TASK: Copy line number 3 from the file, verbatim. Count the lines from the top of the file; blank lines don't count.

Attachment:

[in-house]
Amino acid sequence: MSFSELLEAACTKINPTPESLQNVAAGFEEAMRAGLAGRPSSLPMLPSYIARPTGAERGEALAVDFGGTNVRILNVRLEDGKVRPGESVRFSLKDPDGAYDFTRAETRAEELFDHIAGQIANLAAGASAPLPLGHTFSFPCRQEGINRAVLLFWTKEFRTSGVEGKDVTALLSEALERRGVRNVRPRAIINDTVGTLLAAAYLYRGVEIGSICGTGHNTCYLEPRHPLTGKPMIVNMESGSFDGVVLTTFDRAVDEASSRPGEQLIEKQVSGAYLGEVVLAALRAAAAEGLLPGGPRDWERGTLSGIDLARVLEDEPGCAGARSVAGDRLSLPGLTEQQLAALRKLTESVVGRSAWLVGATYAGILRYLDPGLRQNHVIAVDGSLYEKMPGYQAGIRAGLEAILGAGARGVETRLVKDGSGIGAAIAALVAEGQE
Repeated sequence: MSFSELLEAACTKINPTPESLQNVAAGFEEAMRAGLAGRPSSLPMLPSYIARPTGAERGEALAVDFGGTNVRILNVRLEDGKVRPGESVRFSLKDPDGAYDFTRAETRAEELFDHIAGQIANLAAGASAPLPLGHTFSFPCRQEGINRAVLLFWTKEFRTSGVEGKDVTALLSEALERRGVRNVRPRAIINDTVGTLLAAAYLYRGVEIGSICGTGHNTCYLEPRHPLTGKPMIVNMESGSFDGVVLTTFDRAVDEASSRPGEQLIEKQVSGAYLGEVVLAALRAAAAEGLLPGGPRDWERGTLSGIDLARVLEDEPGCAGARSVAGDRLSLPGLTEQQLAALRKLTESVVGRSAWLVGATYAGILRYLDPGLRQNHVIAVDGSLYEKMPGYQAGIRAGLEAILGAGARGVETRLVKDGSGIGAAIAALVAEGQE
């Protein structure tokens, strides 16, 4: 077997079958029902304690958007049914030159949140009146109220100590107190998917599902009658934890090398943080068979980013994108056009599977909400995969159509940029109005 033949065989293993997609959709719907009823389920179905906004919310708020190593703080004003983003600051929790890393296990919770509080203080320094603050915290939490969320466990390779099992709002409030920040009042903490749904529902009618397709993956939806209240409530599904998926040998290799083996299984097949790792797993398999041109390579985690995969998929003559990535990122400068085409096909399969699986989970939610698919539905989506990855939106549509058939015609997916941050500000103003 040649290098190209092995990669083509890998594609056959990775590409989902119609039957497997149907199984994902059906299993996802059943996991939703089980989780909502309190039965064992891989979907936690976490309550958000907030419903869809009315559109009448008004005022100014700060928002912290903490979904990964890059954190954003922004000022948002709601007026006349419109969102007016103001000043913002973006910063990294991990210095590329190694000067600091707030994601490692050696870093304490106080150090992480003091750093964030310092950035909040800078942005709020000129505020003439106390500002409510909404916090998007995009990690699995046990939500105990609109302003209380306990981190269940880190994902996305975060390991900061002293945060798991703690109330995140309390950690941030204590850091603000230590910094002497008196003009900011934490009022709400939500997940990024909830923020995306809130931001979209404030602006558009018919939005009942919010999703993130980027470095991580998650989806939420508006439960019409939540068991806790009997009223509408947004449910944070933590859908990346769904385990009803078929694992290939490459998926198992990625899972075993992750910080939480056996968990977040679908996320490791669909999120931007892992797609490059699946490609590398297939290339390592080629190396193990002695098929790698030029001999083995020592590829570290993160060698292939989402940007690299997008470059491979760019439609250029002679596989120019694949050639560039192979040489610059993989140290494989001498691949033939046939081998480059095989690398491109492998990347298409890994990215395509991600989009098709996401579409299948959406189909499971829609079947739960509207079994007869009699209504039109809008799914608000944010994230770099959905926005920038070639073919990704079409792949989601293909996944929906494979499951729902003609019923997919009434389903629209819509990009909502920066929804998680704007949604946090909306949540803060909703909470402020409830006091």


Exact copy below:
Repeated sequence: MSFSELLEAACTKINPTPESLQNVAAGFEEAMRAGLAGRPSSLPMLPSYIARPTGAERGEALAVDFGGTNVRILNVRLEDGKVRPGESVRFSLKDPDGAYDFTRAETRAEELFDHIAGQIANLAAGASAPLPLGHTFSFPCRQEGINRAVLLFWTKEFRTSGVEGKDVTALLSEALERRGVRNVRPRAIINDTVGTLLAAAYLYRGVEIGSICGTGHNTCYLEPRHPLTGKPMIVNMESGSFDGVVLTTFDRAVDEASSRPGEQLIEKQVSGAYLGEVVLAALRAAAAEGLLPGGPRDWERGTLSGIDLARVLEDEPGCAGARSVAGDRLSLPGLTEQQLAALRKLTESVVGRSAWLVGATYAGILRYLDPGLRQNHVIAVDGSLYEKMPGYQAGIRAGLEAILGAGARGVETRLVKDGSGIGAAIAALVAEGQE